Costco proposal heads to Pittsfield Township Planning Commission tonight
Shoppers who want a Costco near Ann Arbor won’t be the only ones to benefit if the popular warehouse club gets approval to build a store in Pittsfield Township.
Nearby property owners also expect to gain visibility and value by being close to the third largest retailer in the nation.
“There’s no question that Costco will add to the community,” said Bob Andrus, commercial broker at Michigan Commercial Realty. “ Everyone is anticipating a lot of new business.”
Costco’s effort to build a store in Washtenaw County will move forward tonight when the company’s development plans go in front of the Pittsfield Township Planning Commission.
So far, no official concerns from residents or nearby businesses have been raised, but the public will have a chance to weigh in during a 6:30 p.m. hearing.
“The reaction has been positive,” said Paul Montagno, the township’s planning director.
That includes reaction from nearby property owners like Jeff Hauptman of Oxford Co., which owns and operates the Oxford Commerce Park just south of the proposed site.
Many property owners and developers have looked at the commercial corridor -about Â¼-mile south of the I-94 interchange - as prime for eventual commercial expansion. They say it likely will be hastened if the store gets permission to build.
“We’re excited about the prospect of Costco bringing more traffic to that area,” Hauptman said.
Costco is seeking rezoning for 17 acres bordered by Airport Boulevard, Ellsworth Road and the Tyner’s Furniture store on South State. (See full site plan here.) The area is northwest of the State and Ellsworth intersection.
A business park now occupies the site, and many businesses there already have begun relocating.
The store would be 139,891 square feet, with an additional 5,807-square-foot tire center and the gas station.
So far, local developers and commercial real estate agents say they’re anticipating approval of the store would yield a “Costco effect” nearby, spurring more retail and service-oriented development.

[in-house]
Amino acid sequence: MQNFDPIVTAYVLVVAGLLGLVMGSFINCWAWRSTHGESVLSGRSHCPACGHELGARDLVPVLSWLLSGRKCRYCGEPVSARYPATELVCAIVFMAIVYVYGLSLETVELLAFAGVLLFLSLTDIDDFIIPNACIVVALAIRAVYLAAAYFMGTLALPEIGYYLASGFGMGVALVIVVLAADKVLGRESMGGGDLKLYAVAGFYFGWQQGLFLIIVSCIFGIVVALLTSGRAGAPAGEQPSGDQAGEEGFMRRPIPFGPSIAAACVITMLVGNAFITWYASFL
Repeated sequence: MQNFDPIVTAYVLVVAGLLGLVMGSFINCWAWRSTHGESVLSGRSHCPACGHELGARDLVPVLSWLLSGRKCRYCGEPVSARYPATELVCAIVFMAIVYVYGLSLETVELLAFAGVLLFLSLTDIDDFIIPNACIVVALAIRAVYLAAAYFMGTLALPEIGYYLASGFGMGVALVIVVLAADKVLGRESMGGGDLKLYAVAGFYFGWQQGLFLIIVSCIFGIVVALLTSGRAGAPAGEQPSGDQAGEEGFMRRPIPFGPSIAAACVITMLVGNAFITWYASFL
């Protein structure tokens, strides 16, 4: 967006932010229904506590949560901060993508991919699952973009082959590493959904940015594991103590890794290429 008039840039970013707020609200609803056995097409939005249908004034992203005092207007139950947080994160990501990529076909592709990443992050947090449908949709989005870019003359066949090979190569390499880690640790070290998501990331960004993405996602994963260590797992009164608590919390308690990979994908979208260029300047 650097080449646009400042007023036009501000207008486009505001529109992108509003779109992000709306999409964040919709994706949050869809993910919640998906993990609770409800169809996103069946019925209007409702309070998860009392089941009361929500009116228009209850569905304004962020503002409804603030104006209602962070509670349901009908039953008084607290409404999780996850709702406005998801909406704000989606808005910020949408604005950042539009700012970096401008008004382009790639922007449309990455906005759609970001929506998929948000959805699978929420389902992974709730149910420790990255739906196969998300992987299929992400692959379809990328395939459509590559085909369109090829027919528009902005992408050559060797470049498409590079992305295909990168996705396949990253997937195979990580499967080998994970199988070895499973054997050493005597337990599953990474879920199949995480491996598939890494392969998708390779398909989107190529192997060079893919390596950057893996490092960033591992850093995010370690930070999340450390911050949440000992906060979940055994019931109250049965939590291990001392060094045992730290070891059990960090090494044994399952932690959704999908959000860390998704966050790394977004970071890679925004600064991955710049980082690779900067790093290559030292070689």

Still, as the community watches the official approval process for the store start tonight, real estate speculation so far hasn’t taken hold. Even if the store is approved quickly, industry experts say it could be years before the corridor sees a dramatic increase in the additional commercial development most of them predict.
Mike Martin of the First Martin Corp. said the first benefit from Costco to nearby developments would be traffic stabilization.
Today, the State/Ellsworth intersection is heavily traveled, but typically only peaks at the beginning and end of weekday work hours.
That’s an important consideration for potential tenants at First Martin’s planned retail redevelopment in the former Enzo’s restaurant on the northeast corner of the intersection, Martin said. Those retailers are looking for sales opportunities for entire weekdays and on weekends, not just limited peak traffic hours.
“Retailers that we’ve spoken to in the past have raised issues with the site because there aren’t the (residential) rooftops to support a store in that location,” he said.
Across Ellsworth, Speedway has started construction a new gas station and expanded convenience store that replaces a smaller store on the site. Those plans were initiated in 2007, before Costco announced its plans for the area.
Other nearby developments - like the former Enzo’s and plans to redevelop the former Pinter’s Flowerland into a 9,000-square-foot retail center - remain on hold. Both went through planning before Costco zeroed in on the township.
“Costco is going to make that corner lot more visible,” said Tom Stachler of Real Estate One, the listing agent for the Pinter’s property. It’s offered for sale for $995,000 and includes the approved site plan.
Andrus, who recently listed a one-acre parcel just north of the First Martin property, agrees.
“The hottest spots are gong to be the spot between Ellsworth and I-94 on State,” he said. “You have five times the population base to the north (of the proposed store) and that expressway access to generate the traffic.”
The addition of Costco shoppers is also expected to be valuable for existing businesses.
Tim Marshall, president of Bank of Ann Arbor, said his bank is perfectly positioned to reap the exposure from a Costco store. The bank built a branch at Ellsworth and Airport Boulevard in 2006.
“We’ve got good demographics, good traffic counts, good visibility - all of those factors were taken into consideration several years ago, not really knowing that Costco would show up and create the traffic counts that they’ll be creating,” he said.
Tyner’s Furniture also plans to remain in its building, owner Fred Miller has told township officials.
At tonight’s meeting, planning commissioners will react to the rezoning plans and likely will make recommendations to the developer. No final approval will take place, Montagno said.
In coming months, the planning commission will make a rezoning recommendation to the Board of Trustees, which will make the final determination on the developer’s request.